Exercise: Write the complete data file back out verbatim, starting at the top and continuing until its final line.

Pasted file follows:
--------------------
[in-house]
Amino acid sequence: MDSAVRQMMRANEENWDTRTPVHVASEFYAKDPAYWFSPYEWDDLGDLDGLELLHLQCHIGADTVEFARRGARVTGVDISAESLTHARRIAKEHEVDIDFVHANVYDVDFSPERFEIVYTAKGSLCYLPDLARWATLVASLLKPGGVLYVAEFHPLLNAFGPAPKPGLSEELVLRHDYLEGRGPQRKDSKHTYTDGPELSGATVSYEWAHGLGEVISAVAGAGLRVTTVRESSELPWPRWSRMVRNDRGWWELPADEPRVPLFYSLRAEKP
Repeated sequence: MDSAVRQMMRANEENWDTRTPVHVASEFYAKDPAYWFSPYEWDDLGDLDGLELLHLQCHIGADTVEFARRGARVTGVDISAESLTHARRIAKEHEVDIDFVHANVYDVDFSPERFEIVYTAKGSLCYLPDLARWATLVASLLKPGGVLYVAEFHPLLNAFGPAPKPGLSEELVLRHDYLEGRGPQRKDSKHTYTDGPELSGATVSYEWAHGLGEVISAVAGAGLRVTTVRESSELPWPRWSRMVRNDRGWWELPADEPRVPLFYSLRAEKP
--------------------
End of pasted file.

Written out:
[in-house]
Amino acid sequence: MDSAVRQMMRANEENWDTRTPVHVASEFYAKDPAYWFSPYEWDDLGDLDGLELLHLQCHIGADTVEFARRGARVTGVDISAESLTHARRIAKEHEVDIDFVHANVYDVDFSPERFEIVYTAKGSLCYLPDLARWATLVASLLKPGGVLYVAEFHPLLNAFGPAPKPGLSEELVLRHDYLEGRGPQRKDSKHTYTDGPELSGATVSYEWAHGLGEVISAVAGAGLRVTTVRESSELPWPRWSRMVRNDRGWWELPADEPRVPLFYSLRAEKP
Repeated sequence: MDSAVRQMMRANEENWDTRTPVHVASEFYAKDPAYWFSPYEWDDLGDLDGLELLHLQCHIGADTVEFARRGARVTGVDISAESLTHARRIAKEHEVDIDFVHANVYDVDFSPERFEIVYTAKGSLCYLPDLARWATLVASLLKPGGVLYVAEFHPLLNAFGPAPKPGLSEELVLRHDYLEGRGPQRKDSKHTYTDGPELSGATVSYEWAHGLGEVISAVAGAGLRVTTVRESSELPWPRWSRMVRNDRGWWELPADEPRVPLFYSLRAEKP